Nevertheless, I have been designing and building boats of classic lines as inspired by the antiques on the River Thames in England (wood roof photo attached) as well as canvas canopied ones inspired by the Gentleman's Launches of the 1920 era by Fay & Bowen (other photo). while these semi disp boats fit neither the popular paddle powered mkt nor the planing speedboat mkt, they do occasionally find a buyer for whom price is no object. They have been the darlings of local Classic and Antique boat shows. Usually of 12-14ft lengths with beams of 24-32" our hulls fit almost exactly the specs Sass is so proud of having developed for his Keyhaven Skiff, as well as his " Easily driven rowboat" and "Fast rowboat" suggesting it might not need an expert to design via some common sense and logic.

    These hulls yield a calculated drag of around 10-12# when below Hull Speed. I began with canoe sterns (1st photo attached) but went to transoms to lessen trim with MinnKota or similar trolling motor power inboard just behind rear seat. And I am interested in drag of a partly wet transom at such speeds because I want more performance out of the 12V 55# thrust motors (which it seems might theoretically allow planing) -- I dislike the weight penalty of going to 24 or 36V for higher thrust because each 12V battery weighs close to 100#. (BTW if any reader might know of a potential buyer please PM me).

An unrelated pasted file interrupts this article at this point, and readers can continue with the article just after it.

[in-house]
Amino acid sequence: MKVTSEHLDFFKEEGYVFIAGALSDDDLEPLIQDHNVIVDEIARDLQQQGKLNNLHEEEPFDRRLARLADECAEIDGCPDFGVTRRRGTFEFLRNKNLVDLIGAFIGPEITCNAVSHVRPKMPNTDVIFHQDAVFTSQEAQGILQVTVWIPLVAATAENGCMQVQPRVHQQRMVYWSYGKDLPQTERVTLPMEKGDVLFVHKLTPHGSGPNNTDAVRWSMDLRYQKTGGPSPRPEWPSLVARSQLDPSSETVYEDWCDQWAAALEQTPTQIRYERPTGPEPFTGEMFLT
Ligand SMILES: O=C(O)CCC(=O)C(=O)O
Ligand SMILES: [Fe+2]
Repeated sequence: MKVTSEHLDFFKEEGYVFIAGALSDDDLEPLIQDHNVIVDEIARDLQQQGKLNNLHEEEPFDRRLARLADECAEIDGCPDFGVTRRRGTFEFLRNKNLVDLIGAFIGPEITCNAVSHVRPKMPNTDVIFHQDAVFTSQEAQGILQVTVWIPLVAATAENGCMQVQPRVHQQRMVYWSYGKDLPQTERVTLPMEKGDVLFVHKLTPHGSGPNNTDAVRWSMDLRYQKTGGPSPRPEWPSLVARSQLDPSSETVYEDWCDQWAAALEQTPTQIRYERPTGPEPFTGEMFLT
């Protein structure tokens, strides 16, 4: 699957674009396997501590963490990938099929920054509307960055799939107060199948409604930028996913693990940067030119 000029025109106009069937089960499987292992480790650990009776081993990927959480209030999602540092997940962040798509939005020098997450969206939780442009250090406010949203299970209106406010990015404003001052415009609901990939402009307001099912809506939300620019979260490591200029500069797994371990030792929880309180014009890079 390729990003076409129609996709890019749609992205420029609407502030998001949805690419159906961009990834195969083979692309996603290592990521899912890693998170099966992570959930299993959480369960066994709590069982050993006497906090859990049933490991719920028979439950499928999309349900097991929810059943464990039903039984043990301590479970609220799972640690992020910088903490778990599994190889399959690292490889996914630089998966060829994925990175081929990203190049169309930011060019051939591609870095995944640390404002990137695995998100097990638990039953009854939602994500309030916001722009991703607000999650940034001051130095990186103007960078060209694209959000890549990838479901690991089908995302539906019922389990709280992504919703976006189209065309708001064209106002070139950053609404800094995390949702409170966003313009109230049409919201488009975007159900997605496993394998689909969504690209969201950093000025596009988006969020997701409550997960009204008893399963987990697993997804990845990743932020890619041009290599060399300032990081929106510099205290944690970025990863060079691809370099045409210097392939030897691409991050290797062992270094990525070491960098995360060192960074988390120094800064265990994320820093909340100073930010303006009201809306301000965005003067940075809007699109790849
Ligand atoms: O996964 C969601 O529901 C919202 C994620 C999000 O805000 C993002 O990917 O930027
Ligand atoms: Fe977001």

So in view of the boats in question, I had hoped the Forum might accept validity of my "narrow, focused, impractical, and unrealistic" original query. I dislike the elitist tone of the Sass post, I dislike the badgering of Mr Efficiency as to the ridiculousness of my question. And I dislike Daiquiri seeming to back down after his posts on vortex pressures (or lack thereof). Actually I feel the submerged transom edge can perform much as the non-ventilated hull step which Daiquiri claims would create "tremendous" drag -- But since this is a short term transient condition for most hulls, I can find little or no research into the subject (but lots of wake hollow research) --
     

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  10. Mr Efficiency
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    Mr Efficiency Senior Member

    I don't know what you want, a law passed that lessens drag from partially submerged transoms ? You are looking for a solution that allows you to retain the benefits of this transom, but without the drawbacks, is that it ?
     
  11. Leo Lazauskas
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    Leo Lazauskas Senior Member

    Many of the papers that I cited also contain experimental data.
    The transom hollow idea might not appeal to you (I too have doubts
    about that type of model, e.g. how can a hollow ventilated to